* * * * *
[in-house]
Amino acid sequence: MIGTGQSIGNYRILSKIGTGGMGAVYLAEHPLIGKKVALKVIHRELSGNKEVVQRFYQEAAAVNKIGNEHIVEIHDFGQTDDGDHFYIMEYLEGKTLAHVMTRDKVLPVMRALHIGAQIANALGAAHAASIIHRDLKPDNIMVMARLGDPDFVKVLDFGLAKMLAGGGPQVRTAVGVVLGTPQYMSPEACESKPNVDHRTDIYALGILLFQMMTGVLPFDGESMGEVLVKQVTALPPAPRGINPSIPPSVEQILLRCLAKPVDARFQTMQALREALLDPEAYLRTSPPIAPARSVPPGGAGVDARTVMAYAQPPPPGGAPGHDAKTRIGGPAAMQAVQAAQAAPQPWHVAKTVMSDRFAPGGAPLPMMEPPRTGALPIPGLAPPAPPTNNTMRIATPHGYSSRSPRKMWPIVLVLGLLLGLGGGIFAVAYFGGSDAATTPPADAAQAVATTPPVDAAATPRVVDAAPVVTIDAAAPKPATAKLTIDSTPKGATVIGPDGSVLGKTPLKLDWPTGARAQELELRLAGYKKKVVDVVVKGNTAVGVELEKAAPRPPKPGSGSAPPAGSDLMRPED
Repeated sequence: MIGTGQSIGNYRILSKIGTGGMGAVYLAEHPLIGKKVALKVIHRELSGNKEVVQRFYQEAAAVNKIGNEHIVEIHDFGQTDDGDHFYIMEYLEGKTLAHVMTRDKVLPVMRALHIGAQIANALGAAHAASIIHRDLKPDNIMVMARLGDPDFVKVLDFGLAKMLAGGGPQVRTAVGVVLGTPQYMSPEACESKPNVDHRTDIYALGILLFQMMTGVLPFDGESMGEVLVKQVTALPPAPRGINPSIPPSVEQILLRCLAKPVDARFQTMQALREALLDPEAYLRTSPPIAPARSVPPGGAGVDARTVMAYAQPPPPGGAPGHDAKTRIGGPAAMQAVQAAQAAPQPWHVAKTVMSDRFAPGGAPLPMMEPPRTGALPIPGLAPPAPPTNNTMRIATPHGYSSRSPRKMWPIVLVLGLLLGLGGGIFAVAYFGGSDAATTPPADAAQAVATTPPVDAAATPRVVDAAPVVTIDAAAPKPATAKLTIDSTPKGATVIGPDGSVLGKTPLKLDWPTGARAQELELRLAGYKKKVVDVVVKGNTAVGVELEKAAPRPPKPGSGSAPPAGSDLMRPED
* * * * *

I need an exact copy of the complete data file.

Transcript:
[in-house]
Amino acid sequence: MIGTGQSIGNYRILSKIGTGGMGAVYLAEHPLIGKKVALKVIHRELSGNKEVVQRFYQEAAAVNKIGNEHIVEIHDFGQTDDGDHFYIMEYLEGKTLAHVMTRDKVLPVMRALHIGAQIANALGAAHAASIIHRDLKPDNIMVMARLGDPDFVKVLDFGLAKMLAGGGPQVRTAVGVVLGTPQYMSPEACESKPNVDHRTDIYALGILLFQMMTGVLPFDGESMGEVLVKQVTALPPAPRGINPSIPPSVEQILLRCLAKPVDARFQTMQALREALLDPEAYLRTSPPIAPARSVPPGGAGVDARTVMAYAQPPPPGGAPGHDAKTRIGGPAAMQAVQAAQAAPQPWHVAKTVMSDRFAPGGAPLPMMEPPRTGALPIPGLAPPAPPTNNTMRIATPHGYSSRSPRKMWPIVLVLGLLLGLGGGIFAVAYFGGSDAATTPPADAAQAVATTPPVDAAATPRVVDAAPVVTIDAAAPKPATAKLTIDSTPKGATVIGPDGSVLGKTPLKLDWPTGARAQELELRLAGYKKKVVDVVVKGNTAVGVELEKAAPRPPKPGSGSAPPAGSDLMRPED
Repeated sequence: MIGTGQSIGNYRILSKIGTGGMGAVYLAEHPLIGKKVALKVIHRELSGNKEVVQRFYQEAAAVNKIGNEHIVEIHDFGQTDDGDHFYIMEYLEGKTLAHVMTRDKVLPVMRALHIGAQIANALGAAHAASIIHRDLKPDNIMVMARLGDPDFVKVLDFGLAKMLAGGGPQVRTAVGVVLGTPQYMSPEACESKPNVDHRTDIYALGILLFQMMTGVLPFDGESMGEVLVKQVTALPPAPRGINPSIPPSVEQILLRCLAKPVDARFQTMQALREALLDPEAYLRTSPPIAPARSVPPGGAGVDARTVMAYAQPPPPGGAPGHDAKTRIGGPAAMQAVQAAQAAPQPWHVAKTVMSDRFAPGGAPLPMMEPPRTGALPIPGLAPPAPPTNNTMRIATPHGYSSRSPRKMWPIVLVLGLLLGLGGGIFAVAYFGGSDAATTPPADAAQAVATTPPVDAAATPRVVDAAPVVTIDAAAPKPATAKLTIDSTPKGATVIGPDGSVLGKTPLKLDWPTGARAQELELRLAGYKKKVVDVVVKGNTAVGVELEKAAPRPPKPGSGSAPPAGSDLMRPED